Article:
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Submitted by jdp on Mon, 02/05/2018 - 12:19 pm

Historical contingency in fluviokarst landscape evolution was just published in Geomorphology 303: 41-52.  When I first came to central Kentucky in 2000 I began noticing the strong contrasts in landscape and landform development on inner vs. outer Kentucky River incised meander bends. Investigating this and related phenomena has occupied me off and on ever since. Only a few years ago I realized that given the nature of bend development over the past 1.5 Ma or so, the bend interiors represent a chronosequence of landforms. This paper exploits those chronosequences, using graph theory, to explore the role of historical contingency.


Chronosequence of strath terraces (T1, T2, T3) and other geomorphic surfaces at Polly’s Bend, Kentucky. The surfaces nearest the river are youngest; those farther away are oldest.


Submitted by jdp on Fri, 02/02/2018 - 12:17 pm

Below is a picture of raindrop impact craters after a rain last month on a beach along the Neuse River estuary, N.C. The spot pictured has no overhanging trees or anything else, so the craters represent direct raindrop impacts. As you can see, assuming crater size is related to drop size, they represent a large range (the largest craters pictured are roughly 10 cm in diameter; the craters must be at least slightly larger than the drops). Rainsplash is a significant factor in soil erosion--even if not directly important, the process is key for dislodging grains or particles that are then transported by runoff. Drop impact also influences surface crusting and sealing, and thereby hydrological response. So, I got to thinking, what is the potential significance of such a large variation in drop size?

Kinetic energy is given by KE = 0.5 m V^2, where m is mass in kg, and V is velocity in m/sec. A 2 mm diameter raindrop has a mass of 4.19 mg and a terminal velocity of about 6.26 m/sec. This gives a kinetic energy of about  0.00008 joules per raindrop.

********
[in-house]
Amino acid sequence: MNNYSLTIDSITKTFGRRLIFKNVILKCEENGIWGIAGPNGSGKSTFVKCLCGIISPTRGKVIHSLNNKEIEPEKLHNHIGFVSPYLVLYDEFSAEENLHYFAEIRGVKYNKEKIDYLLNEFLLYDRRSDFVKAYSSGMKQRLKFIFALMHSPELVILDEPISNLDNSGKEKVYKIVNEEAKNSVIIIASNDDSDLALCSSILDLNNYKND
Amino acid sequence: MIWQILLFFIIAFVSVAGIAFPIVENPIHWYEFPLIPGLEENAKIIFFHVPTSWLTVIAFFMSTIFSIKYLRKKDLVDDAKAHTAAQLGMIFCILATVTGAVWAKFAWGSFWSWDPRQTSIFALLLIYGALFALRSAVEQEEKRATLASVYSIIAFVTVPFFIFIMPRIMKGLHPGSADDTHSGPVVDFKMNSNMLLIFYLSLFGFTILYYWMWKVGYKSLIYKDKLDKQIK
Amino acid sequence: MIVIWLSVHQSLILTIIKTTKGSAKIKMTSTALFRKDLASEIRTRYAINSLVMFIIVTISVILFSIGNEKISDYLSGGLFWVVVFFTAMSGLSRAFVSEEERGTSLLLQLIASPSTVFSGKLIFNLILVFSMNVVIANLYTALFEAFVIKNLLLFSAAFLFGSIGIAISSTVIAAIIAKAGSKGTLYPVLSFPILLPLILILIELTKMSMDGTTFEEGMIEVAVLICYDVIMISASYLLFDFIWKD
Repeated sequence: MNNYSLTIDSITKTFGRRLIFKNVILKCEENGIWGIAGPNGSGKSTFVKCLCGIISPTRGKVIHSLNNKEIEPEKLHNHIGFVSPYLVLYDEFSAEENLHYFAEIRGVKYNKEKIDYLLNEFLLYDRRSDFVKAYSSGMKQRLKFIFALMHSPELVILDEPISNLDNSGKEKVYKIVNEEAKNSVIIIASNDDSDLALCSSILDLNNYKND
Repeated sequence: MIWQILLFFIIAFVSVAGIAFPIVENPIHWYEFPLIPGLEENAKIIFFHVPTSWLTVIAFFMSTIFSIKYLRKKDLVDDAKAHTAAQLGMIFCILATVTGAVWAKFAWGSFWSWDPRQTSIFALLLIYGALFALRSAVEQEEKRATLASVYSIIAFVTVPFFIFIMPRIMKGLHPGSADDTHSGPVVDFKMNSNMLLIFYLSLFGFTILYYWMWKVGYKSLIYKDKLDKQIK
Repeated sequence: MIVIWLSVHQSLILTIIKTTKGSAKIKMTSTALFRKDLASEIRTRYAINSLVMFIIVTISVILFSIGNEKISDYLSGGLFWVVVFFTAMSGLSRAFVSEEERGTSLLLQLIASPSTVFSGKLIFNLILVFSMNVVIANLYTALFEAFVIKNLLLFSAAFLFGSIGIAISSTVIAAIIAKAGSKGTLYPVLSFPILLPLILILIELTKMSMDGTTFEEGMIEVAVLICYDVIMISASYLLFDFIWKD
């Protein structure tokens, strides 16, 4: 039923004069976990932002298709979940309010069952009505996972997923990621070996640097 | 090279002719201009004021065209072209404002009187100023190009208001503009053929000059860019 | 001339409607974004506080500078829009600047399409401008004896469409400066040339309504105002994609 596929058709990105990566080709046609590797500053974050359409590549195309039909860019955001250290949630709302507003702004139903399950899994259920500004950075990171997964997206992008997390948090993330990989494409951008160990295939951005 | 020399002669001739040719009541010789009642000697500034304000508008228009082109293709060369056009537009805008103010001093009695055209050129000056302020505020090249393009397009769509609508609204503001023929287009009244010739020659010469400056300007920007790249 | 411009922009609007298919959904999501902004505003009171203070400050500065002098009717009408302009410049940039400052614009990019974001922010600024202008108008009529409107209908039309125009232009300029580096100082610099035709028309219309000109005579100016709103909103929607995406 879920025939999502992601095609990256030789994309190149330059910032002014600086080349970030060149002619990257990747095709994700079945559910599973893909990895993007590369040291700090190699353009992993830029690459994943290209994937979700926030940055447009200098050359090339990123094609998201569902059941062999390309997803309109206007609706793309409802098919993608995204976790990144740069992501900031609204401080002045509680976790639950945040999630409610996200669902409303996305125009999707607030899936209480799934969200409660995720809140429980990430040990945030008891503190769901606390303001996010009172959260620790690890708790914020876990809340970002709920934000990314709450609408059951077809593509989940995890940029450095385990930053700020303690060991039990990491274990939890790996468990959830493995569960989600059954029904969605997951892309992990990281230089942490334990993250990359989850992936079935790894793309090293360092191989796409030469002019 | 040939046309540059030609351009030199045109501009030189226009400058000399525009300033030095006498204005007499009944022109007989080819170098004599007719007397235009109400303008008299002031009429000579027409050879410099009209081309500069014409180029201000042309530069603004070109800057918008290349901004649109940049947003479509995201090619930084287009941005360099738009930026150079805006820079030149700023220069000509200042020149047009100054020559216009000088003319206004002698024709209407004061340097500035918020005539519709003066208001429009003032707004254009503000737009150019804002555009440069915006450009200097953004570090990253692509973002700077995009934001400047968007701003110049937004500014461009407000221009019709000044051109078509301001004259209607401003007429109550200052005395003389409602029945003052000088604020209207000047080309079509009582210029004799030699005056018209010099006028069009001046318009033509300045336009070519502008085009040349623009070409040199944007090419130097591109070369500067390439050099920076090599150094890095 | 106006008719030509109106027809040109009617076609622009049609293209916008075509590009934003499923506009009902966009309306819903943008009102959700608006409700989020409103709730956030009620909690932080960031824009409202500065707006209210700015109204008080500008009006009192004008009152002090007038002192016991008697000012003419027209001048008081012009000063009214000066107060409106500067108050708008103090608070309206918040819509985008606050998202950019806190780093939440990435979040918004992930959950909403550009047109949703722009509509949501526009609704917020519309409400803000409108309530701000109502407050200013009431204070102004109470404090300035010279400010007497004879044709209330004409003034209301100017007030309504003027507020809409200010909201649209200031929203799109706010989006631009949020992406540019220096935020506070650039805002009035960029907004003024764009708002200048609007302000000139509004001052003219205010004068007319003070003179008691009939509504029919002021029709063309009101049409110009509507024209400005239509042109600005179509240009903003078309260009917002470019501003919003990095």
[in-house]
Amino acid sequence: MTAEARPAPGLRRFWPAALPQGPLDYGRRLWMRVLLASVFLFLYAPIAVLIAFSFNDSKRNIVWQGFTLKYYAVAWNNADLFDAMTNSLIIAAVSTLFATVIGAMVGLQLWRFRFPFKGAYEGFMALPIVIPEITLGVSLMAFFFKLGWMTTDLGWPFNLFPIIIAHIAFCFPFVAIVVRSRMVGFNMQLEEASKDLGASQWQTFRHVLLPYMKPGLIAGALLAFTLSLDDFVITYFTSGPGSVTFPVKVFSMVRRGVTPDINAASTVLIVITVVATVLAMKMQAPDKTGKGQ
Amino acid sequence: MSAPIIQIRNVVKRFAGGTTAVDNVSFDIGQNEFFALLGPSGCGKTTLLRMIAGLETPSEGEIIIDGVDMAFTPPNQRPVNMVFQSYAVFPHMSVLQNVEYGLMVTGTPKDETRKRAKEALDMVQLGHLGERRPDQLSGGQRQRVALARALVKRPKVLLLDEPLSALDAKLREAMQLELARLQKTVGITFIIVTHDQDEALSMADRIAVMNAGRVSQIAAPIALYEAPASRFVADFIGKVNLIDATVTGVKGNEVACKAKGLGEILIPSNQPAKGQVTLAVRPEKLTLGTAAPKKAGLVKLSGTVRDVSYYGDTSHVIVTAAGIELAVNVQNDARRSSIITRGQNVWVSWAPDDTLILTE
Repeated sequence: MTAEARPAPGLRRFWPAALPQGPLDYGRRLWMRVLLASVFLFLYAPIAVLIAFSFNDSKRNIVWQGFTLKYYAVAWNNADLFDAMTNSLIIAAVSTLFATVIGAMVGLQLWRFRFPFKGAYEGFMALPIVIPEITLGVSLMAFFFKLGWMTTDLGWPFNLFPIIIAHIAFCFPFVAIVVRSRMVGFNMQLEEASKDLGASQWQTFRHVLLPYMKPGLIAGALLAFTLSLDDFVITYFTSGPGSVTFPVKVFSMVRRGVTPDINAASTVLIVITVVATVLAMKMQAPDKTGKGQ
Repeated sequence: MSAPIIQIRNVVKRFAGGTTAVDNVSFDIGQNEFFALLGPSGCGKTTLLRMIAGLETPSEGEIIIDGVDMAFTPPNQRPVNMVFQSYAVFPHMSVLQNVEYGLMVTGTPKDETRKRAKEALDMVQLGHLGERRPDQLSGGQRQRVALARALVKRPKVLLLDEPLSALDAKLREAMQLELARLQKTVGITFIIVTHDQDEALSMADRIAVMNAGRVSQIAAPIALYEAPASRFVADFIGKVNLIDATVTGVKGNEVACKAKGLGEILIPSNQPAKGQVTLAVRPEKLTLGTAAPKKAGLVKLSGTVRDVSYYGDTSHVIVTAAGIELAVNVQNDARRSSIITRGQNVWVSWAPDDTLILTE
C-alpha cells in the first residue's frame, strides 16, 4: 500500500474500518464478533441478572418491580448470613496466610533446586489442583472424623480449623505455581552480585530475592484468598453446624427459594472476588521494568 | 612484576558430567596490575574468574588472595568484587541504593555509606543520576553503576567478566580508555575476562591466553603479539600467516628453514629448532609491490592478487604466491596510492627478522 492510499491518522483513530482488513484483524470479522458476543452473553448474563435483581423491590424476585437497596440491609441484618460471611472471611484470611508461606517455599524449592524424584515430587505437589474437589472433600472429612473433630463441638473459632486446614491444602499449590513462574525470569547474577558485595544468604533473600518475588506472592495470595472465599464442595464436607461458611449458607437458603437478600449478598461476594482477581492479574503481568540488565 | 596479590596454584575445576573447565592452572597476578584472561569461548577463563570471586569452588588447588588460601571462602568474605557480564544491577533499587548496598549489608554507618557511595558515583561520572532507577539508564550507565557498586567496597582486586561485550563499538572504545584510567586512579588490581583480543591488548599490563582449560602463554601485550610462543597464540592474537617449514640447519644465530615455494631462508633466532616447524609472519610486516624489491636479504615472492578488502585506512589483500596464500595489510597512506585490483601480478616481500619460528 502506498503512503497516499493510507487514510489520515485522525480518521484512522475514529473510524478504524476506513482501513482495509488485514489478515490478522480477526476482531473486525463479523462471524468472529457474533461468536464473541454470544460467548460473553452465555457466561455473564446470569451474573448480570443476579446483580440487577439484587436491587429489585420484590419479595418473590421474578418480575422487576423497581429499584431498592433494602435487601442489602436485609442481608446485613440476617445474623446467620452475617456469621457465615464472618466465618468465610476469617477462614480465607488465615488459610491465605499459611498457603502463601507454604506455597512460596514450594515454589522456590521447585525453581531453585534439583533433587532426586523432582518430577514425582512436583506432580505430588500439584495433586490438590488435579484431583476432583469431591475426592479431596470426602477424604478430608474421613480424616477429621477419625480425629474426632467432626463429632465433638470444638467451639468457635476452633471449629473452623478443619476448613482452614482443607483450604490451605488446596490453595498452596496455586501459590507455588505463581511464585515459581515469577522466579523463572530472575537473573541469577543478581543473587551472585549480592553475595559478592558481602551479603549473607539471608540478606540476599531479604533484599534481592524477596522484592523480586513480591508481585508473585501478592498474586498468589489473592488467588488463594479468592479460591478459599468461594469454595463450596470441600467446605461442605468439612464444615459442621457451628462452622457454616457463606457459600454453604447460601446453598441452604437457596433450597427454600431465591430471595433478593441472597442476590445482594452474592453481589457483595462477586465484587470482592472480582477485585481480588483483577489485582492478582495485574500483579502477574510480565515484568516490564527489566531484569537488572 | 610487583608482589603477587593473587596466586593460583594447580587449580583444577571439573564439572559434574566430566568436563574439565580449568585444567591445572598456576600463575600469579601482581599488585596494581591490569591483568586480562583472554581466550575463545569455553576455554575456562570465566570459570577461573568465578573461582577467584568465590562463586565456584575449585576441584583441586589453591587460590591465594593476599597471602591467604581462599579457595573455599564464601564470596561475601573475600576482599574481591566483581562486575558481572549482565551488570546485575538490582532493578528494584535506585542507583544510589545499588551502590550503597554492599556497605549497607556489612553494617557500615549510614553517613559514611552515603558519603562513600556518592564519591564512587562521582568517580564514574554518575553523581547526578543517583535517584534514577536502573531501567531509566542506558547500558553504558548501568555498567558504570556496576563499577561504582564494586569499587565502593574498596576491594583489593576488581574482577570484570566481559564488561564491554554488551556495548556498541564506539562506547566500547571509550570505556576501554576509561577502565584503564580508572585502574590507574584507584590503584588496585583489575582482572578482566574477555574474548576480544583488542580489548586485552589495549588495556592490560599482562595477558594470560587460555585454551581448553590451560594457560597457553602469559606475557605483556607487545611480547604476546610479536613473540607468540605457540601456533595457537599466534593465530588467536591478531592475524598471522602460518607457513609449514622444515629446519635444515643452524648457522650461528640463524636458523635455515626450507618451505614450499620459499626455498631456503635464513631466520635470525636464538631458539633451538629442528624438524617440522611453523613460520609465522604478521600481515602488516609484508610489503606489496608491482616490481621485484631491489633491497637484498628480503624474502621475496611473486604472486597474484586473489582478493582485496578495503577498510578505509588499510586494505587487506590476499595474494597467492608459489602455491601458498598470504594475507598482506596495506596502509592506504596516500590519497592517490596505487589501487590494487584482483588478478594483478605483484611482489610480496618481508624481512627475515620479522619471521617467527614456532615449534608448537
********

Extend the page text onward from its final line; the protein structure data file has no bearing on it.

Submitted by jdp on Mon, 01/22/2018 - 04:29 am

In my experience, beer cans and bottles discarded as litter in the kinds of places where I recreate and do field work are about 80 percent Bud Light, 17 percent other undrinkable watery American light beers, and 3 percent all other brands combined. Recently, however, at a site along the Neuse River, North Carolina, the two dozen or so trash bottles I saw  on the ground included NO Bud Lights!

I am not well versed enough in contemporary cultural or economic geography to speculate as to whether this is a local anomaly, a shift in taste preferences for the kind of sh*tbag Bud Light drinkers who trash the countryside, or an expansion of litterbug behavior beyond the Lite beer crowd.

Of course, when it comes to beverage container trash, no brand of beer, soda pop, or anything else comes close to the mass or volume of plastic water bottles. Why don't you people use canteens, reusable bottles, or at least recycle these things?

Posted 22 January 2018



Submitted by jdp on Fri, 01/19/2018 - 03:59 pm

Ferricretes are soil or sediments cemented together by iron oxides. In eastern North Carolina, reducing conditions often prevail on the broad, flat interfluves. Under these conditions Fe is reduced, and soluble. Groundwater flow from these areas toward the major river valleys transports this dissolved ferric iron. When the groundwater discharges along the valley side slope it comes in contact with oxygen, and the iron oxidizes to its ferrous form. These iron oxides coat whatever material exists at that location--sand, clay, etc.